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ministry standards


Boundaries in Ministry

Understanding and respecting boundaries is absolutely critical to healthy ministry. We are committed to ensuring that boundaries training is available to all licence and office holders (lay and ordained) as well as PTO holders. The first two boundaries webinars described below are mandatory. Each session consists of 90 minutes input followed by a quiz. 

How does this affect me?

Ecclesiastical Office Holder

Anyone who hold the Bishop's licence as a deacon or priest must complete the first three Ministry Standards as well as the accompanying quizzes.

Licensed Lay Ministers

LLM’s must complete the first three Ministry Standards as well as the accompanying quizzes.

Permission to Officiate (PTO)

Anyone who has a PTO is required to complete the first two Ministry Standards as well as the accompanying quizzes. A PTO is not an ecclesiastical office and it is not a licence. 

Office Holders

All Vestry members, Synod Representatives, Treasurers, Wardens, Canons and anyone who holds a letter of authority, are required to complete the first two Ministry Standards as well as the accompanying quizzes. This is because all those who have signed the Declarations of Assent are subject to Canon D, Titles I-VI.

Why is there a quiz?

The new Title D legislation (concerning the behavioural standards of clergy and office bearers along with the process for any potential breach of such standards) states that the Ministry Standards Commission will "audit the approach of Episcopal Units of this Church to the training and monitoring of Ministers" (II.5.(d)). 

If you are required to complete a Ministry Standard training unit, you will also need to complete the accompanying quiz. In order to 'pass' you will need to achieve a grade of 80% or higher. This will help demonstrate to the Ministry Standards Commission our serious commitment to the care of vulnerable people and the promotion of healthy behaviours.


February 2 | 7-8:30pm Introduction to Boundaries: Royal Commission & New Canon

At General Synod in July 2020, Statute 753 (The Title D Amendment Statute, 2020) significantly altered Canon I, Title D (Of Standards). It is critical that all licence holders attend this session and understand the changes.

March 2 | 7-8:30pm Boundaries and Power

Navigating the difference between boundary crossing and boundary violation. Exploring power dynamics in ministry.

May 11 | 7-8:30pm Social Media and the Internet

Identifying internet boundaries and managing social media.


Disclosures (Date tba)

This session will be made up of a series of pre-recorded interviews with experts in different fields.

  • What is a 'disclosure'?
  • Does it mean different things in different contexts?
  • Is there such a thing as the 'seal of confession'?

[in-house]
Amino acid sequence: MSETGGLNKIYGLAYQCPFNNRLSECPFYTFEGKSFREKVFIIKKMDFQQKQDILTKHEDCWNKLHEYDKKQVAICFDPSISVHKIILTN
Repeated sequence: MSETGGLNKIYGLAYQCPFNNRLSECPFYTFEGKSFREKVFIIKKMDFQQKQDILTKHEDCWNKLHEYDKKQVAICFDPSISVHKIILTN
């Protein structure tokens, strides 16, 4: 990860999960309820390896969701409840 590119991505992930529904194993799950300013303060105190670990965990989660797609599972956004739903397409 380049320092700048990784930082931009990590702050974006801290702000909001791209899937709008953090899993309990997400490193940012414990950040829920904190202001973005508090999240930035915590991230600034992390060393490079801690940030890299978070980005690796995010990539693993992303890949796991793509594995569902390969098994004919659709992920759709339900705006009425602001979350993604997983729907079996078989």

• When are you required to report?
  • Does the age of the person disclosing make a difference?

MINISTRY STANDARDS 1: Royal Commission and new Title D Canons


Ministry Standards 3: Power, Social Media and Internet - May 11, 7pm

Identifying internet boundaries and managing social media.

The quiz will be added as soon as possible.

"Walk the Line"

Navigating Healthy Boundaries in Ministry

In 2021 this course will be available on request, but priority is given to the webinars.

This is an introductory/refresher course using new material developed by Reverend Sarah Park (Auckland Diocesan Ministry Educator). 
Learning will be done in community with reference to powerpoints and multimedia. A workbook is provided and the training runs from 10am to 3pm.

This course is driven by our commitment to the professional pastoral standards expressed in Canon 1 Title D, cl 9:

“Jesus came and told his disciples, “I have been given complete authority in heaven and on earth. Therefore, go and make disciples of all the nations, baptizing them in the name of the Father and the Son and the Holy Spirit. Teach these new disciples to obey all the commands I have given you. And be sure of this: I am with you always, even to the end of the age.”
MATTHEW 28:18-20 (NLT)

Ministers of God's grace can themselves become vulnerable. Ministers must guard against the possibility of misunderstanding and over-dependence. Ministers must preserve appropriate inter-personal disciplines and boundaries. Aware of the power of the Minister’s position Ministers must avoid abuse of that power, and any manipulation of a person in the guise of giving counsel. It is a serious abuse of power to use a calling or a pastoral position to further a personal relationship of an emotional or sexual nature, and it is a breach of duty. 

Time is given to understanding what boundaries are, how we experience them, and how we put them into practice to preserve the safety of all parties in a pastoral relationship. We explore the distinction between "boundary crossing" and "boundary violation" and make reference to the Karpman Drama Triangle to appreciate the roles available to carers in a pastoral scenario. This helps us to understand the kinds of power dynamics that inevitably influence our encounters with others. Reference is also made to:

  • Sexual harassment
  • Boundary erosion
  • Self-assessment
  • Supervision
  • Use of social media

Introduction to boundaries course

In conjunction with the Bishopdale Theological College and the Diocese of Nelson, the Reverend Dr Sarah Park (former Ministry Educator for the Diocese of Auckland) has recorded an excellent Introduction to Boundaries Course. 

Access to this video is limited and requires a password. If you wish to watch the video please be in contact.


At this year's General Synod the Title D framework will be reviewed. See the video below for an overview of proposed changes.